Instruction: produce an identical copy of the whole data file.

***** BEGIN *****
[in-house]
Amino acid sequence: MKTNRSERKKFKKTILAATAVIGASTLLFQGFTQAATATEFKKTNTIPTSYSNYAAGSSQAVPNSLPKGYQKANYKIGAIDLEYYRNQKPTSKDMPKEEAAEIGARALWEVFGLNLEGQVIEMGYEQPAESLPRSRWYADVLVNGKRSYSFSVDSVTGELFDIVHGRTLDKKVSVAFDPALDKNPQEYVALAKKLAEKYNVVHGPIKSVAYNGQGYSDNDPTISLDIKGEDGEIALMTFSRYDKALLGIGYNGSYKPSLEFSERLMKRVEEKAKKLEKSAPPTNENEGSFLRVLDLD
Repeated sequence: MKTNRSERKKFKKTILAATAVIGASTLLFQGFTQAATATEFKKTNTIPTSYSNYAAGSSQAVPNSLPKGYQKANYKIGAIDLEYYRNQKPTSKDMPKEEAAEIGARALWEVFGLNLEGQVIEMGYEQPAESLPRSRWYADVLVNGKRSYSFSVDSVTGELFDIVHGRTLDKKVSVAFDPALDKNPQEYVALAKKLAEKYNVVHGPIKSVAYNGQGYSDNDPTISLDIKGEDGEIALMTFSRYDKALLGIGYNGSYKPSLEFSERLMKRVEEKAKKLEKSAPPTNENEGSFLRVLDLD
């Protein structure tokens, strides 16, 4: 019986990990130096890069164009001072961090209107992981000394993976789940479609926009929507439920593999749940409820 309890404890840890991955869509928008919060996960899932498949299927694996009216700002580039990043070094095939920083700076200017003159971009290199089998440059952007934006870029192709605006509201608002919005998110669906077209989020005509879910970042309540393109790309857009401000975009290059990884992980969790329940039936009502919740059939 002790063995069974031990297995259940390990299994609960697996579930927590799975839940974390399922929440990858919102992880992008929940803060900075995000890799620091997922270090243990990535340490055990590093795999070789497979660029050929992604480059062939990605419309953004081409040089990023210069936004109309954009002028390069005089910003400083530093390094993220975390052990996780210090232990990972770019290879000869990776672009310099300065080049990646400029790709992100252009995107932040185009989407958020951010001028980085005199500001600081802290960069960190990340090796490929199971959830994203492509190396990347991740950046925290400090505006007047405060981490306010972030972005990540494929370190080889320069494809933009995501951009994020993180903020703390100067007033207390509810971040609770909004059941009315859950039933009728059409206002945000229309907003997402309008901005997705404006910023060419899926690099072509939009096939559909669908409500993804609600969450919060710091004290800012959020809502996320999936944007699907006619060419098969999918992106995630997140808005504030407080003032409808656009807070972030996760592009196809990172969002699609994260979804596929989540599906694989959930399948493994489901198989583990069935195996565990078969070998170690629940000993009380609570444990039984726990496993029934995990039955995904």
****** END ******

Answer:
[in-house]
Amino acid sequence: MKTNRSERKKFKKTILAATAVIGASTLLFQGFTQAATATEFKKTNTIPTSYSNYAAGSSQAVPNSLPKGYQKANYKIGAIDLEYYRNQKPTSKDMPKEEAAEIGARALWEVFGLNLEGQVIEMGYEQPAESLPRSRWYADVLVNGKRSYSFSVDSVTGELFDIVHGRTLDKKVSVAFDPALDKNPQEYVALAKKLAEKYNVVHGPIKSVAYNGQGYSDNDPTISLDIKGEDGEIALMTFSRYDKALLGIGYNGSYKPSLEFSERLMKRVEEKAKKLEKSAPPTNENEGSFLRVLDLD
Repeated sequence: MKTNRSERKKFKKTILAATAVIGASTLLFQGFTQAATATEFKKTNTIPTSYSNYAAGSSQAVPNSLPKGYQKANYKIGAIDLEYYRNQKPTSKDMPKEEAAEIGARALWEVFGLNLEGQVIEMGYEQPAESLPRSRWYADVLVNGKRSYSFSVDSVTGELFDIVHGRTLDKKVSVAFDPALDKNPQEYVALAKKLAEKYNVVHGPIKSVAYNGQGYSDNDPTISLDIKGEDGEIALMTFSRYDKALLGIGYNGSYKPSLEFSERLMKRVEEKAKKLEKSAPPTNENEGSFLRVLDLD
């Protein structure tokens, strides 16, 4: 019986990990130096890069164009001072961090209107992981000394993976789940479609926009929507439920593999749940409820 309890404890840890991955869509928008919060996960899932498949299927694996009216700002580039990043070094095939920083700076200017003159971009290199089998440059952007934006870029192709605006509201608002919005998110669906077209989020005509879910970042309540393109790309857009401000975009290059990884992980969790329940039936009502919740059939 002790063995069974031990297995259940390990299994609960697996579930927590799975839940974390399922929440990858919102992880992008929940803060900075995000890799620091997922270090243990990535340490055990590093795999070789497979660029050929992604480059062939990605419309953004081409040089990023210069936004109309954009002028390069005089910003400083530093390094993220975390052990996780210090232990990972770019290879000869990776672009310099300065080049990646400029790709992100252009995107932040185009989407958020951010001028980085005199500001600081802290960069960190990340090796490929199971959830994203492509190396990347991740950046925290400090505006007047405060981490306010972030972005990540494929370190080889320069494809933009995501951009994020993180903020703390100067007033207390509810971040609770909004059941009315859950039933009728059409206002945000229309907003997402309008901005997705404006910023060419899926690099072509939009096939559909669908409500993804609600969450919060710091004290800012959020809502996320999936944007699907006619060419098969999918992106995630997140808005504030407080003032409808656009807070972030996760592009196809990172969002699609994260979804596929989540599906694989959930399948493994489901198989583990069935195996565990078969070998170690629940000993009380609570444990039984726990496993029934995990039955995904």